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Businessweek Archives

A Pilotless Plane To Snoop Over Bosnia

Developments to Watch


BEGINNING NEXT MONTH, the skies of Bosnia will be patrolled by Predator--an unmanned surveillance plane equipped with some of the U.S. military's most sophisticated cameras and radar. An earlier version of Predator, whose prime contractor is San Diego-based General Atomics Aeronautical Systems Inc., began flying missions in Bosnia last summer. Among other exploits, it confirmed that Serbian guns had not been pulled back from Sarajevo as promised. Now, three Predators have been fitted with an advanced, all-weather radar system from Westinghouse Electric Corp.

Predator, a 2,000-pound plane with a 48-foot wingspan, can stay aloft for 60 hours. That's almost three days--far longer than manned aircraft. What's more, if the unmanned vehicle gets shot down, "the pilot just turns the key off and goes to lunch, 260 miles away," says Thomas J. Cassidy Jr., president of General Atomics Aeronautical. Predator costs less than $4 million, or a tenth the price of a military recon jet. Out of the line of fire, Cassidy says, Predator could be used for monitoring oil spills, forest fires, river traffic, and national borders.EDITED BY PETER COYReturn to top

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PIPELINE COMPANIES USE SO-called intelligent pigs to travel through pipes and look for damage. The mechanical systems are good at finding wall-thinning corrosion but can't detect small cracks. To find those, inspectors fill a pipe with water and jack up the pressure to see if it springs a leak--not an ideal solution.

Pipetronix in Karlsruhe, Germany, says it has an answer with a new addition to the pipeline zoo: the Rissprufmolch, or "crack-inspecting salamander." It spots cracks using 896 transducers that send out overlapping waves of ultrasound. The sheer number of transducers provides the salamander with ultrakeen vision. It can detect cracks as short as a centimeter, even if the walls of the crack are pressed together.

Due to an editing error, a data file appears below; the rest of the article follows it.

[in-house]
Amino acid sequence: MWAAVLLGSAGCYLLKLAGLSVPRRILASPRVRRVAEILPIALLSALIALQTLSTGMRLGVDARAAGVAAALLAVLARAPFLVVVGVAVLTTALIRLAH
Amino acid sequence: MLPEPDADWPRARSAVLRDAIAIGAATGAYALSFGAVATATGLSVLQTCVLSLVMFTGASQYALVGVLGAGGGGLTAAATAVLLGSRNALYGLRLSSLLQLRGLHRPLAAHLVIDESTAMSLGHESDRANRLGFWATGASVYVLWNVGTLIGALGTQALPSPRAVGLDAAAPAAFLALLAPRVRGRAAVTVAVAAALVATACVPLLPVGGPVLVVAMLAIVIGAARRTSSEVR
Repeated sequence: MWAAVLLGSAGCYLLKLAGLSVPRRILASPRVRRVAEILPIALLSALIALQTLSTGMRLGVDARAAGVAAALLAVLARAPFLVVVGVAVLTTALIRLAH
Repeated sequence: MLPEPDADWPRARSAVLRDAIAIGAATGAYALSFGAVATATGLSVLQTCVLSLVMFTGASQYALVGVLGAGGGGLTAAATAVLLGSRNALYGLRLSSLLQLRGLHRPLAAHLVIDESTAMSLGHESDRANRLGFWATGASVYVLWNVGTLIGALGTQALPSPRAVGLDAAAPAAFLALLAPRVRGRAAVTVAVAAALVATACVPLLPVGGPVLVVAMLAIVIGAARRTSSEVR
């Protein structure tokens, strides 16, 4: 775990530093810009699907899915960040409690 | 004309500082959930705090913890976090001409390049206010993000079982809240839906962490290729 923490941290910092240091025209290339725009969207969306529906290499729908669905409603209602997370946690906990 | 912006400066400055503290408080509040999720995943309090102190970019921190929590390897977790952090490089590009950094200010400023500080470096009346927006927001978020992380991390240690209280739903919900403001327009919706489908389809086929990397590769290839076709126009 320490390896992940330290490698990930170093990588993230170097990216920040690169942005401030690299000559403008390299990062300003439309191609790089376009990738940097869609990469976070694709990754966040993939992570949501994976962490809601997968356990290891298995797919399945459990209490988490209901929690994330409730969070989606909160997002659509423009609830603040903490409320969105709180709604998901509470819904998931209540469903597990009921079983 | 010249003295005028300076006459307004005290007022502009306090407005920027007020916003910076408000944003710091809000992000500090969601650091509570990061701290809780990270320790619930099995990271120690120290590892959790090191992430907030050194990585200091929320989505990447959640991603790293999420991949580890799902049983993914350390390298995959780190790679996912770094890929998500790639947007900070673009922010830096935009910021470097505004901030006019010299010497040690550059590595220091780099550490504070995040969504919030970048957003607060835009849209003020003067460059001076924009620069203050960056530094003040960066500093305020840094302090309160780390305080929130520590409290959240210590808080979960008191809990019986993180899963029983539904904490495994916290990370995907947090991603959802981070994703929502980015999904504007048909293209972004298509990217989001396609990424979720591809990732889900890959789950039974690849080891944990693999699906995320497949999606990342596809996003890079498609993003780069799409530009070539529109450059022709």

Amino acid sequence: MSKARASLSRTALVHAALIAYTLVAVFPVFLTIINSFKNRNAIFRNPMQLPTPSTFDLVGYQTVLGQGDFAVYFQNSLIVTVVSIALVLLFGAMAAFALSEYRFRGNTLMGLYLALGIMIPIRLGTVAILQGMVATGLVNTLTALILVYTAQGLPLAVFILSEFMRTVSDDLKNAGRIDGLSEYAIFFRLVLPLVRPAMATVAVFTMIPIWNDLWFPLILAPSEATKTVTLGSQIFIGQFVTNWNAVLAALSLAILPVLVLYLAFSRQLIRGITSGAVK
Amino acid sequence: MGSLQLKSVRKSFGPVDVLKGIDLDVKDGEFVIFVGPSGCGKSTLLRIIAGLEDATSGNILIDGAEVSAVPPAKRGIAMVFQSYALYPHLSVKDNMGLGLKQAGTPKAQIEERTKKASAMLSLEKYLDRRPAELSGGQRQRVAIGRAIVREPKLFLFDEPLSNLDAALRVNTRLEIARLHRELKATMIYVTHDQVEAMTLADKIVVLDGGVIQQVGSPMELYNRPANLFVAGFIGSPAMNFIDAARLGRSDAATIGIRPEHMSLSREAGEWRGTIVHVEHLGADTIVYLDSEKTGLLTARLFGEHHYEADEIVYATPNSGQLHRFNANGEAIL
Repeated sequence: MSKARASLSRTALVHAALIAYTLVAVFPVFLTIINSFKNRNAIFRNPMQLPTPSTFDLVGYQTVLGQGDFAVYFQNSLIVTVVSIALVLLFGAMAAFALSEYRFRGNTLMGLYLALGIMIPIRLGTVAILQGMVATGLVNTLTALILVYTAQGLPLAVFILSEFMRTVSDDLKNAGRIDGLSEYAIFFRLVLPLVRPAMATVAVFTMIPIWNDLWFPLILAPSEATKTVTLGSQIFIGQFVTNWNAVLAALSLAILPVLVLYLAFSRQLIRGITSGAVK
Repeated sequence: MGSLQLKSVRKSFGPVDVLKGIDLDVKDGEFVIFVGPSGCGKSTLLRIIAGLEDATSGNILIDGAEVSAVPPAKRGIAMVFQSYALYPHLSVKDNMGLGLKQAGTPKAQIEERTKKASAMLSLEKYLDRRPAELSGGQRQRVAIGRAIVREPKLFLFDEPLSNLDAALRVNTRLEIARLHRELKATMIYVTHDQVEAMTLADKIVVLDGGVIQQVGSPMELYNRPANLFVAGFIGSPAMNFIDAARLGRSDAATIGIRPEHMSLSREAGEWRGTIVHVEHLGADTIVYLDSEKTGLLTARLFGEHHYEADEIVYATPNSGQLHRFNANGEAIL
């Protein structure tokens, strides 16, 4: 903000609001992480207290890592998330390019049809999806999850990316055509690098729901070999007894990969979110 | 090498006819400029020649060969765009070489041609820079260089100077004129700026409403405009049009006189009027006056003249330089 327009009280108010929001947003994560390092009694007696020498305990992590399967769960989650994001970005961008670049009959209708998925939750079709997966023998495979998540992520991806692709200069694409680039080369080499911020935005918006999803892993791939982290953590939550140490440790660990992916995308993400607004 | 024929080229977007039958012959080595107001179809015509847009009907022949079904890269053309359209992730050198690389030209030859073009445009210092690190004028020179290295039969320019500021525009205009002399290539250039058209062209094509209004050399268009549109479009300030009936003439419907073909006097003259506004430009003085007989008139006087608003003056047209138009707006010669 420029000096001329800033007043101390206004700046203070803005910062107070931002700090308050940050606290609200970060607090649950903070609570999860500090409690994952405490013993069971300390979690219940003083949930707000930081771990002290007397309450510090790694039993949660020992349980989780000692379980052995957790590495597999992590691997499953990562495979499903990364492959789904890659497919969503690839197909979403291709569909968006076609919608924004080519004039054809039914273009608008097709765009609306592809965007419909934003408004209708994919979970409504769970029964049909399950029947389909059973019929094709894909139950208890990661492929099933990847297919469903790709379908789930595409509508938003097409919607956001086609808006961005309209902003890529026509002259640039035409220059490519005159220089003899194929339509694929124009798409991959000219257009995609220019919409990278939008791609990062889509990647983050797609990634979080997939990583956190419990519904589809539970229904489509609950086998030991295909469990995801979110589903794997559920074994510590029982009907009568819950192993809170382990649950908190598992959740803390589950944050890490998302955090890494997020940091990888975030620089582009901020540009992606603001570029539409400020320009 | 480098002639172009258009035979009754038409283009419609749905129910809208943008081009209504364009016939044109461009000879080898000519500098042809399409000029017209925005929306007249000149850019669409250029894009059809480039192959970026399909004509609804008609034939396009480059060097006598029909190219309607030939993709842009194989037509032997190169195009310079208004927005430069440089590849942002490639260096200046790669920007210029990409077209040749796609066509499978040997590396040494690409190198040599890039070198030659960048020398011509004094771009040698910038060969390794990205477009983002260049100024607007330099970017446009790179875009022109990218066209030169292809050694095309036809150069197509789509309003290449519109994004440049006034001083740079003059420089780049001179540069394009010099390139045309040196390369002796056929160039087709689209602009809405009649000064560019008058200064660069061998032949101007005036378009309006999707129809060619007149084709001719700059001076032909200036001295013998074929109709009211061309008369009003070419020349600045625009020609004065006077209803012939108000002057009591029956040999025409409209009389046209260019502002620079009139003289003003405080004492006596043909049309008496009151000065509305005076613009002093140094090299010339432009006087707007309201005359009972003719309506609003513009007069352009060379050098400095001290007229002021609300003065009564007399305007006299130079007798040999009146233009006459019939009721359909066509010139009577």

The ultrasonic salamander--developed with Germany's Fraunhofer research centers--is battery-powered. It is pushed along by fluid flowing through pipes up to 56 inches wide. Because it may have to travel hundreds of miles before coming up for air, it can record hundreds of gigabytes of inspection data on digital tape. No petting or purchasing allowed: It's only for Pipetronix' own inspectors.EDITED BY PETER COYReturn to top


DEPRESSION CLAIMS MANY VICTIMS, BUT only a fraction of them are actually at risk of suicide. The problem is figuring out which ones. Psychiatrists administer questionnaires and other behavioral tests, but that's an inexact science. Now, researchers at the University of Illinois' College of Medicine in Chicago have devised what may be a tipoff test--a way to spot signs of suicidal tendencies in a patient's blood.

Scientists discovered years ago that the brains of suicide victims reveal high levels of a protein called 5-HT2a. This didn't help doctors at the bedside, though, because it's impossible to measure the level of 5-HT2a in the brain of a living person. Now a team led by pharmacologist Ghanshyam N. Pandery has found high levels of 5-HT2a somewhere else: in the platelets of 43 people who had attempted suicide. Because platelets circulate in the bloodstream, they can be easily inspected for the telltale protein.

Pandery says he isn't sure why elevated levels of 5-HT2a should appear in the platelets of potential suicide victims. But whatever the cause, if the new test proves an effective marker in larger studies, it could become a powerful tool to prevent suicide.EDITED BY PETER COYReturn to top

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